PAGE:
by Donal Ryan

The Thing About December

Set in Ireland, this novel recounts a year in the life of Johnsey Cunliffe, an innocent, simple young man who, after the death of his overprotective parents, becomes the victim of greed as avaricious townsfolk attempt to cheat him of his valuable farm. Deeply moving and at times unsettling, this novel celebrates the resilience of the human spirit as a lonely, limited man struggles to make sense of the world.


Friends and colleagues published the following novels, all of which I read and greatly enjoyed this year. Please click on the links provided to read the reviews I wrote for them at the time of publication.

by Heather Webb (2015)
Rodin's Lover

by Susan Spann (2015)

Flask of the Drunken Master: A Shinobi Mystery (Shinobi Mystery, #3)

by Marci Jefferson (2015)

Enchantress of Paris: A Novel of the Sun King’s Court

by Michelle Moran (2015)

by C.W. Gortner (2015)

Mademoiselle Chanel

by Nancy Bilyeau (2015)

The Tapestry (Joanna Stafford, #3)

by Patricia Bracewell (2015)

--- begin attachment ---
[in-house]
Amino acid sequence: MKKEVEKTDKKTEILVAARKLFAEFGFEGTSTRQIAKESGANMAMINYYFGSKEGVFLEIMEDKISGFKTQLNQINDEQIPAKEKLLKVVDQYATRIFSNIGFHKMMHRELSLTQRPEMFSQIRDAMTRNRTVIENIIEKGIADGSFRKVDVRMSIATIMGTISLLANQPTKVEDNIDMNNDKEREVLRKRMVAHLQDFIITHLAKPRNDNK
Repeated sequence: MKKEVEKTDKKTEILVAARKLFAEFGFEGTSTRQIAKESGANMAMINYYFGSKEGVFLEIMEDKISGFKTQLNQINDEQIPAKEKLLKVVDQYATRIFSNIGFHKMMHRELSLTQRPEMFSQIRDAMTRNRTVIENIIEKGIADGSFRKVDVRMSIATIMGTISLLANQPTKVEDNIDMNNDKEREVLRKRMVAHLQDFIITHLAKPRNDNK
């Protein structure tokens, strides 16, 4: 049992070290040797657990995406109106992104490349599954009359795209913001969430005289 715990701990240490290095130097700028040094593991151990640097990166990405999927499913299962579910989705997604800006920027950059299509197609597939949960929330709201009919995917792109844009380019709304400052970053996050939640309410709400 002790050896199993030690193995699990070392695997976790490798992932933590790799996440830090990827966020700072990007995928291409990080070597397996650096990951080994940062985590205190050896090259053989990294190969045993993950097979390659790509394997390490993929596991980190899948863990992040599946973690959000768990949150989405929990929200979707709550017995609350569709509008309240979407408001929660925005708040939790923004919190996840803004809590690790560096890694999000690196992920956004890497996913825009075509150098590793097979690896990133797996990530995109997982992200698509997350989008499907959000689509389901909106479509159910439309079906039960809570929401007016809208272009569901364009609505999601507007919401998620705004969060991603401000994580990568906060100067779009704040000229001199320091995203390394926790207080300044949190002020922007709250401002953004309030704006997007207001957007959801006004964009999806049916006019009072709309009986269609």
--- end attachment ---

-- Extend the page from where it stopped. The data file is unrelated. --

The Price of Blood (The Emma of Normandy Trilogy, #2)

by Sophie Perinot (2015)

Médicis Daughter: A Novel of Marguerite de Valois

That wraps up 2015! Here's to more good reading in 2016. Happy New Year!

Monday, December 21, 2015

16th Century Christmas Trees

In 1521, the town clerk of Sélestat, a city in the Alsace region of France, made the following entry in the account register:

photo credit: Sé même 4 schillings aux gardes forestiers pour surveiller les mais à partir de la Saint Thomas

...likewise 4 shillings to the forest wardens for guarding the fir trees from St. Thomas's Day on

Historians now consider these words to be the first written mention of the Christmas tree. In the old liturgical cycle, St. Thomas's Day was celebrated on December 21, the night of the winter solstice. The fact that the town paid wardens to watch over the forest's trees from this night through Christmas indicates the trees were in danger of being cut down for decoration. Evidence of payment to the wardens for this period has also been found in the registers for 1546, 1555, and 1557, as well a schedule of fines set for those caught stealing a tree.